1,600-Acre Bernardo Fire 25 Percent Contained
UPDATE: Officials say the fire burned more than 1,600 acres and is 25 percent contained as of Wednesday morning.
No injuries were reported and all buildings were spared as about 800 acres burned and homes, schools and businesses were evacuated during the Bernardo fire that broke out Tuesday in northern San Diego.
As of 8 p.m. Tuesday, all San Diego evacuation orders had been lifted.
As evening set, the fire remained 5 percent contained, San Diego Fire Chief Javier Mainar said.
"We will learn something from this fire... but this went extremely well," Mainar said at an evening press conference, adding no fire since 2007 had "caused this much concern" to the firefighting community.
At its peak, more than 150 firefighters fought the brush fire on the ground with support from city, county and state air resources.
San Diego Police Chief Shelley Zimmerman said 300 homes in the city of San Diego were evacuated. More than 100 San Diego police officers helped with the evacuation, in addition to San Diego County sheriff's deputies and California Highway Patrol.
About 22,000 Alert San Diego evacuation alerts were sent — 5,000 to San Diego County residents and 17,000 to city of San Diego residents, including homes, businesses and cellphones, according to the county's Twitter feed.
The San Diego County Emergency Update website originally said 20,000 homes were evacuated, but San Diego County Sheriff Bill Gore later said that number was wrong. Three elementary schools in the area were also evacuated.
Rancho Sante Fe Fire Chief Tony Michel said crews will remain in the area overnight to help mop up hot spots and control the fire perimeter.
Cal Fire Battalion Chief Kevin Lawson said additional resources will start early Wednesday morning before winds pick up, adding that the flame front had slowed and helicopters capable of doing water drops at night were available if needed.
"Hopefully they get this buttoned up and provide a level of comfort to the residents in the area," Lawson said.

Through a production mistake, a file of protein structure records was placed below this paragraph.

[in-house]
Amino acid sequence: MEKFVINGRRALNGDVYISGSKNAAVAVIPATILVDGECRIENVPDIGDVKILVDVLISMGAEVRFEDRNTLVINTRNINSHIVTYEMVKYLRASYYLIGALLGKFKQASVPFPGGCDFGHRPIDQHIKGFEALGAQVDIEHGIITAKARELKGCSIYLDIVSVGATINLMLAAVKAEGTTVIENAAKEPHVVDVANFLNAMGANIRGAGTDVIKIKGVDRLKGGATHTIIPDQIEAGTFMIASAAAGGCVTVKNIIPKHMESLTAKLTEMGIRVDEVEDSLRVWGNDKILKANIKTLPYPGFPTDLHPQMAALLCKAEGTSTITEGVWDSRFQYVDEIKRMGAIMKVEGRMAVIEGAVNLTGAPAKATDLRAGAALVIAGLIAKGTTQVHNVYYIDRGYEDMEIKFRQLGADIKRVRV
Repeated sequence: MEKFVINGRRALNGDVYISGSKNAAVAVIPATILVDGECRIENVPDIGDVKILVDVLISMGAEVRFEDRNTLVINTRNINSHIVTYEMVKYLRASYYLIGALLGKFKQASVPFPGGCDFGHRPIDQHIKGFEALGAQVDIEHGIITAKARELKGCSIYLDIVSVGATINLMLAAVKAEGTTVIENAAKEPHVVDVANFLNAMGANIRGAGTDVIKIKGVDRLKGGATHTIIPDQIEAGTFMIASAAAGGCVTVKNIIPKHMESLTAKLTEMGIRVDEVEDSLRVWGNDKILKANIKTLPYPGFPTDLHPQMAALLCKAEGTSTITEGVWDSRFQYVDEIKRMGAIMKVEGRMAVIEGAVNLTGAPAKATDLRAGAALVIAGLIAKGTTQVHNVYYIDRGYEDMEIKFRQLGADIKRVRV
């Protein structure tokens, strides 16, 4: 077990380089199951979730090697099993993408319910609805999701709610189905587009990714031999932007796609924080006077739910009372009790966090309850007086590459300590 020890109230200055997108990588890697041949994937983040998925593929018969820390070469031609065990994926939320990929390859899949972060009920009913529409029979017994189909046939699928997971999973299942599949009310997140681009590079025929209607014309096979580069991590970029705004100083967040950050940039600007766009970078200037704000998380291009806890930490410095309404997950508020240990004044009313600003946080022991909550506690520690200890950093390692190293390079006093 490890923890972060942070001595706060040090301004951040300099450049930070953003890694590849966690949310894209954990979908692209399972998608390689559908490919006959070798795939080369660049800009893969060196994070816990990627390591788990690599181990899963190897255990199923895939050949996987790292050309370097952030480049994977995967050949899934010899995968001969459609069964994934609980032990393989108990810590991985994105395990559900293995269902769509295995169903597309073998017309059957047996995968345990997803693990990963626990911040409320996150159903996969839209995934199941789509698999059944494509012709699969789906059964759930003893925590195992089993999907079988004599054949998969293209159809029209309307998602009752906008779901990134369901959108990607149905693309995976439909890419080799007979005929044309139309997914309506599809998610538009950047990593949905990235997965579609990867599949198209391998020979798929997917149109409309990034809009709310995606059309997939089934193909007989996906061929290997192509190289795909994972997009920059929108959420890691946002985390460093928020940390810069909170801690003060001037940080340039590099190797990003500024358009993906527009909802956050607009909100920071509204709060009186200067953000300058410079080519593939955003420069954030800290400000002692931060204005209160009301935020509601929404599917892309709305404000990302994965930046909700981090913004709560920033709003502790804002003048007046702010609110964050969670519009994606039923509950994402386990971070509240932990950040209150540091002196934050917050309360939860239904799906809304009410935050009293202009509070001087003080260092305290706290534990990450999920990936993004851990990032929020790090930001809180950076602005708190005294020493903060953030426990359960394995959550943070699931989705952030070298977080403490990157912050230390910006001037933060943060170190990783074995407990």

San Diego Mayor Kevin Faulconer declared a local state of emergency, "which enables us to seek federal reimbursements and costs and other assistance as we move forward," he said at a news conference Tuesday night.
Faulconer thanked the firefighters and law enforcement who helped stop the fire from damaging any structures.
"I can tell you unequivocally first hand, we are lucky to have the men and women that have thrown all their efforts and energy into this this afternoon," he said.
No injuries were reported during the evacuation process, Zimmerman said. About 100 San Diego police officers joined 70 sheriff's deputies to help people leave their homes and businesses. An additional 60 deputies would work overnight, Gore said.
The fire first broke out near Del Norte High School about 10:45 a.m., Mainar said. He said the cause of the fire is being investigated.
SeaWorld spokesman Dave Koontz said the park took in about 25 cats and dogs from evacuated homes. A team from SeaWorld also helped workers at the Helen Woodward Animal Center in Rancho Santa Fe move larger, "exotic" animals, he said. Larger animals, including horses, were sent to the Del Mar Fairgrounds.
Helen Woodward spokeswoman Jessica Gercke said 90 percent of the center's 400 animals had been evacuated, including 17 horses, three goats, two alpacas and two 80-pound tortoises that were hauled off in wheelbarrows.
Smaller brush fires also broke out Tuesday morning in Campo and Dulzura.
Cal Fire crews extinguished the Campo brush fire that scorched about 4 open acres and engulfed two mobile homes near state Route 94 and Shockey Truck Trail.
There were no reports of injuries in that fire.
In Dulzura, three small fires possibly sparked by wind-severed power lines blackened about one-third of an acre off Route 94, near Clark Ranch.
The non-injury blazes in the Dulzura area began spreading shortly before 9 a.m., according to Cal Fire.
Arriving firefighters encountered several downed power lines, making it difficult at first for them to get close to the flames, Cal Fire Capt. Kendal Bortisser said.
It took fire personnel about an hour to contain the blazes, which eventually merged into a single burn area, Bortisser said.
About 650 homes in the area were without power in the area at the time of the fire, according to San Diego Gas & Electric. By late morning, repair crews had restored service to about half of those customers, the utility reported.
A "red flag" wildfire warning is in effect for valley and mountain areas Tuesday, with gusts in excess of 65 mph likely, according to the National Weather Service.